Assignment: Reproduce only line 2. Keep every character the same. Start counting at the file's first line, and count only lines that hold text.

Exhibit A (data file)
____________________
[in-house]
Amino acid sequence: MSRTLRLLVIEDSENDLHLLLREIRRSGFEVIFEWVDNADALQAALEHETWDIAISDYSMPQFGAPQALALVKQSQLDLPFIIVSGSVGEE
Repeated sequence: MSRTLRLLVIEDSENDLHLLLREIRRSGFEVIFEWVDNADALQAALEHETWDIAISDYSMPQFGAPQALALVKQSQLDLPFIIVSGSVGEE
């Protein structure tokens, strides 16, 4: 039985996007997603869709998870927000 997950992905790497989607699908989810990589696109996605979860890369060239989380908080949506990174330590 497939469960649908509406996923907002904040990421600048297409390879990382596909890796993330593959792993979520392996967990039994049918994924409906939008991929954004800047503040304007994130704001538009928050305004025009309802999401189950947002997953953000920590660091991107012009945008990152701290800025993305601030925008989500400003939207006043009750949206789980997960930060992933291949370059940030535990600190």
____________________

Amino acid sequence: MSRTLRLLVIEDSENDLHLLLREIRRSGFEVIFEWVDNADALQAALEHETWDIAISDYSMPQFGAPQALALVKQSQLDLPFIIVSGSVGEE